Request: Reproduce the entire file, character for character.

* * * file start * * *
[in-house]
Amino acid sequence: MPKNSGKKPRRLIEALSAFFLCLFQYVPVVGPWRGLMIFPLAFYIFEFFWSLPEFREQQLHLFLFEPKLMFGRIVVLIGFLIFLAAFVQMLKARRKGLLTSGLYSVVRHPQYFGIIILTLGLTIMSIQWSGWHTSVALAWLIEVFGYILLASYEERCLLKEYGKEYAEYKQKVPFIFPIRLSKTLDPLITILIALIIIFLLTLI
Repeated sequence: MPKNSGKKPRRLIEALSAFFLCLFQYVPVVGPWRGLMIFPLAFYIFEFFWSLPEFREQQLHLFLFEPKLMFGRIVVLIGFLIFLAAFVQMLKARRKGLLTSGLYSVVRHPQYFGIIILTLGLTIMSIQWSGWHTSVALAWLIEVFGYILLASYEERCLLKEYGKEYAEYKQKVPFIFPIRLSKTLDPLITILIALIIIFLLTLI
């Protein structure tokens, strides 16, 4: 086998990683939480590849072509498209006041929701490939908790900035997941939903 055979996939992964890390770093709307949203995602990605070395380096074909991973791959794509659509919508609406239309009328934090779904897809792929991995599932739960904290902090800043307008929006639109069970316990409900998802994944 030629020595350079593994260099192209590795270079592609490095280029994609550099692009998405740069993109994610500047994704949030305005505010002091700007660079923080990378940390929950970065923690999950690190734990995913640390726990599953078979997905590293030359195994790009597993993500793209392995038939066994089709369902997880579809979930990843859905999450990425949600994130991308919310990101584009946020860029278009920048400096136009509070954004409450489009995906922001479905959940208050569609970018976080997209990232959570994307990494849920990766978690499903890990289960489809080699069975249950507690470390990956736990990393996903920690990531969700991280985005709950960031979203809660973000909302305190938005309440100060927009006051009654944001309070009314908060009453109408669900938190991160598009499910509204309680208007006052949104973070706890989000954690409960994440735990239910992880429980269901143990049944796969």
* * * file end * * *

[in-house]
Amino acid sequence: MPKNSGKKPRRLIEALSAFFLCLFQYVPVVGPWRGLMIFPLAFYIFEFFWSLPEFREQQLHLFLFEPKLMFGRIVVLIGFLIFLAAFVQMLKARRKGLLTSGLYSVVRHPQYFGIIILTLGLTIMSIQWSGWHTSVALAWLIEVFGYILLASYEERCLLKEYGKEYAEYKQKVPFIFPIRLSKTLDPLITILIALIIIFLLTLI
Repeated sequence: MPKNSGKKPRRLIEALSAFFLCLFQYVPVVGPWRGLMIFPLAFYIFEFFWSLPEFREQQLHLFLFEPKLMFGRIVVLIGFLIFLAAFVQMLKARRKGLLTSGLYSVVRHPQYFGIIILTLGLTIMSIQWSGWHTSVALAWLIEVFGYILLASYEERCLLKEYGKEYAEYKQKVPFIFPIRLSKTLDPLITILIALIIIFLLTLI
């Protein structure tokens, strides 16, 4: 086998990683939480590849072509498209006041929701490939908790900035997941939903 055979996939992964890390770093709307949203995602990605070395380096074909991973791959794509659509919508609406239309009328934090779904897809792929991995599932739960904290902090800043307008929006639109069970316990409900998802994944 030629020595350079593994260099192209590795270079592609490095280029994609550099692009998405740069993109994610500047994704949030305005505010002091700007660079923080990378940390929950970065923690999950690190734990995913640390726990599953078979997905590293030359195994790009597993993500793209392995038939066994089709369902997880579809979930990843859905999450990425949600994130991308919310990101584009946020860029278009920048400096136009509070954004409450489009995906922001479905959940208050569609970018976080997209990232959570994307990494849920990766978690499903890990289960489809080699069975249950507690470390990956736990990393996903920690990531969700991280985005709950960031979203809660973000909302305190938005309440100060927009006051009654944001309070009314908060009453109408669900938190991160598009499910509204309680208007006052949104973070706890989000954690409960994440735990239910992880429980269901143990049944796969």